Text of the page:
In the filings, Fox — fined after its affiliates aired an episode of “Married By America” that showed bachelor and bachelorette parties — argued that the FCC’s 25-year-old indecency rules do not take into account the technological changes that have occurred in recent years.
The filings also cite Reno vs. ACLU, a 2003 Supreme Court decision that struck down a law that restricted Internet content because the government’s definition of indecency was unconstitutionally vague.
“Given the tremendous technological changes that have transformed the modern media environment, the commission simply cannot justify an intrusive, content-specific regulation of broadcasters,” wrote Fox attorneys in the filings. “The massive expansion of cable and satellite video programming, together with the advent of the Internet, renders obsolete the second-class treatment of broadcasters under the First Amendment.”
According to Fox, the program did not show nudity or sexual acts and should not be ruled indecent, but the FCC said that the “sexual nature” of the scenes shown was unavoidable.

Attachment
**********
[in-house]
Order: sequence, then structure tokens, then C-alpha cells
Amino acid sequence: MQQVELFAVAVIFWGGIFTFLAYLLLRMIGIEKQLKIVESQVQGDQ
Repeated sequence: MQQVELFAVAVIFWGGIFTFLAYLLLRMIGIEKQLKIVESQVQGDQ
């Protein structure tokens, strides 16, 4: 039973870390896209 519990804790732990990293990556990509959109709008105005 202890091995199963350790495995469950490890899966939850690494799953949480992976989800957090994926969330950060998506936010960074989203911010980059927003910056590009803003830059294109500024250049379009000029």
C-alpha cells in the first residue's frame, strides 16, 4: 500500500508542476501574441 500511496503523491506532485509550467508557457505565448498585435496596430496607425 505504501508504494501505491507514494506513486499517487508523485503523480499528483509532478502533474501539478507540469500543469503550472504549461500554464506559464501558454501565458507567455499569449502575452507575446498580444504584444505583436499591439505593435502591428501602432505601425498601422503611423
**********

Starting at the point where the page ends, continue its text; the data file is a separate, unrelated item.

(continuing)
Fox, though, points out that the FCC’s Indecency Policy Statement, which states how indecency should be identified and handled, doesn’t even contain the phrase “sexual nature,” and that no previous indecency case has ever used that standard.
“The Commission’s use of this new standard only serves to underscore the vagueness and its entire indecency regime,” Fox said in its filing. “There is simply no way that broadcasters could have been on notice that they would be held liable for scenes that are merely ‘sexual in nature.’”
“Indeed, programs too numerous to mention and fitting into widely divergent genres contain scenes that could be described as ‘sexual in nature,’” Fox said. “The commission’s new standard threatens to implicate much of the day-time and prime-time line-ups for nearly all of broadcast television — and it already is chilling protected speech.”
Fox also points out several inaccuracies in the notice of apparent liability and forfeiture filed by the FCC against the broadcasting giant and takes issue with
In the notice, the regulatory agency said that it had received 159 complaints about the program in question, but a Freedom of Information Act request revealed that only 90 complaints had been received and that those 90 complaints had been filed by 23 different people.
Also noted in the FOIA response was that, of those 90 complaints, all but four were identical because most were generated by a website, and that only one of the complainants said they had watched the program.